Edgar Rice Burroughs was born on this day, the 1st of September, in 1875. He died in 1950.
I was two years old.
A decade later, or close to it, a friend and I were rummaging through some boxes of magazines and books looking for old copies of my father’s stash of Playboys. I’ve recounted before how instead I found a cache of Ace paperback editions of Edgar Rice Burroughs’ novels. I repeat it because the story is an important marker in my life.
I’m almost positive my first Burroughs novel was At the Earth’s Core. It was probably the first “adult” novel I ever picked out and read on my own. It certainly marked a shift in my reading from children’s and young adult books, to something new.
In some tellings of this turning point in my life I note how they were replete with Frank Frazetta covers. I loved those covers. However, I looked, and the edition I had to have read was illustrated by Roy Krenkel.
While Burroughs is most remembered for his Tarzan books, he was prolific, writing much early twentieth century Science Fiction, or perhaps more accurately a kind of interplanetary romance. Me, I cannot overstate the importance of Science Fiction in opening vistas for me in a life that was very constrained by poverty and my father’s constant moving on to new possibilities. And it was Burroughs who brought me to Science Fiction.
I quickly read Burroughs biographical sketch at Wikipedia. It contains a famous quote where Burroughs commented about spending a lot of time reading pulp fiction and then deciding “…if people were paid for writing rot such as I read in some of those magazines that I could write stories just as rotten. As a matter of fact, although I had never written a story, I knew absolutely that I could write stories just as entertaining and probably a whole lot more so than any I chanced to read in those magazines.”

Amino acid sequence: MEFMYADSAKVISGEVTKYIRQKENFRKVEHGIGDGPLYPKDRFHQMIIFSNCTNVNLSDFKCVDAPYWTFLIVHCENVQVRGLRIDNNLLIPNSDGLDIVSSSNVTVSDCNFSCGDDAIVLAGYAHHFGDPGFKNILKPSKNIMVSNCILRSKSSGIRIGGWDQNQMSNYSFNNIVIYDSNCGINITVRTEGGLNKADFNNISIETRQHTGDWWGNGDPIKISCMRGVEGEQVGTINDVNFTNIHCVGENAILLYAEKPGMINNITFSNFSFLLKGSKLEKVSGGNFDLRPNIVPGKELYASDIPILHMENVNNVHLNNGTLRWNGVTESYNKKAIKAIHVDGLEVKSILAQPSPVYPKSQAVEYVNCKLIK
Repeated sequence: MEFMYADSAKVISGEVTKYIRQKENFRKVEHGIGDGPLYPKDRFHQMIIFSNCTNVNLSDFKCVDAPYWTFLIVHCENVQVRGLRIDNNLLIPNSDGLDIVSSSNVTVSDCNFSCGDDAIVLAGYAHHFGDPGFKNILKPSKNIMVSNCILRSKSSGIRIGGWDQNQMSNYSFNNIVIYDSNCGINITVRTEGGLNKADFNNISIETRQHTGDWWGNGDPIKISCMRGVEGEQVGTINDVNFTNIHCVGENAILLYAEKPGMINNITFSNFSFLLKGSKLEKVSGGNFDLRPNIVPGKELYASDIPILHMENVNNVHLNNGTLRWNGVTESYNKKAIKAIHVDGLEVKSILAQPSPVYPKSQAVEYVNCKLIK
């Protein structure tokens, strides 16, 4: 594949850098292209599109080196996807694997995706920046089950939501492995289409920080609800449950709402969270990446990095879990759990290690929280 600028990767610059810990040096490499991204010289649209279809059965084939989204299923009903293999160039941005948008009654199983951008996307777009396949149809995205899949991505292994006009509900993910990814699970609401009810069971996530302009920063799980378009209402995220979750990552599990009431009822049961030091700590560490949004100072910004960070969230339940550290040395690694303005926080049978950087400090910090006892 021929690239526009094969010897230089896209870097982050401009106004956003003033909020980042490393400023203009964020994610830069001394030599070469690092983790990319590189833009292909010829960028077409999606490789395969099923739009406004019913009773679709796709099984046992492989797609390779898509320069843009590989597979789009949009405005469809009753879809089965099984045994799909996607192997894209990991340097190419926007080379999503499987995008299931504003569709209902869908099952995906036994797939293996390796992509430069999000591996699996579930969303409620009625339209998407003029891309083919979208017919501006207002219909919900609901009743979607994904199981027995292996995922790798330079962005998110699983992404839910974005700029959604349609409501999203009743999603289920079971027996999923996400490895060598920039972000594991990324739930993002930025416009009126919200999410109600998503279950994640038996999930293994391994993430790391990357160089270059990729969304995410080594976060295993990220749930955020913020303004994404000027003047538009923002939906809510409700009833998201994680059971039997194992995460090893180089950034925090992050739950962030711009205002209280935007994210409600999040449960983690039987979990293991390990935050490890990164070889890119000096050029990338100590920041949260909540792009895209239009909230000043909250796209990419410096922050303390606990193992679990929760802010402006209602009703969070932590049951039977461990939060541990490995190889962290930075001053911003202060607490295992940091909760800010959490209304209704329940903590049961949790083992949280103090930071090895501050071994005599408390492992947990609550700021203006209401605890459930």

To my mind many years later Burroughs was a hack. A successful business man, basically creating Edgar Rice Burroughs Incorporated, an amazingly successful marketer. And he was important to me, very important. But as a writer, still, a hack. Not to mention a racist and several other unsavory things.
However, no one less than Ray Bradbury tells us how “I’ve talked to more biochemists and more astronomers who, fell in love with John Carter and Tarzan and decided to become something romantic. Burroughs put us on the moon. All the technologists read Burroughs.” Digging into it all a bit, more, and especially who the characters were and what they might mean, the author(s) of the Wikipedia article suggest of his plotting:
“Certainly the most evident feature of Burroughs’s novels is their frequently formulaic nature. There are plentiful mad scientists and mad queens, strong but honorable heroes, and a nearly certain guarantee that the hero of any novel will fall in love with a woman who sooner or later turns out to be a princess. Unlike a lot of recent fiction, the main characters are never equivocal about their good or bad natures. While the plot structures are therefore predictable, they are nevertheless satisfying, accounting in large measure for their continuing success.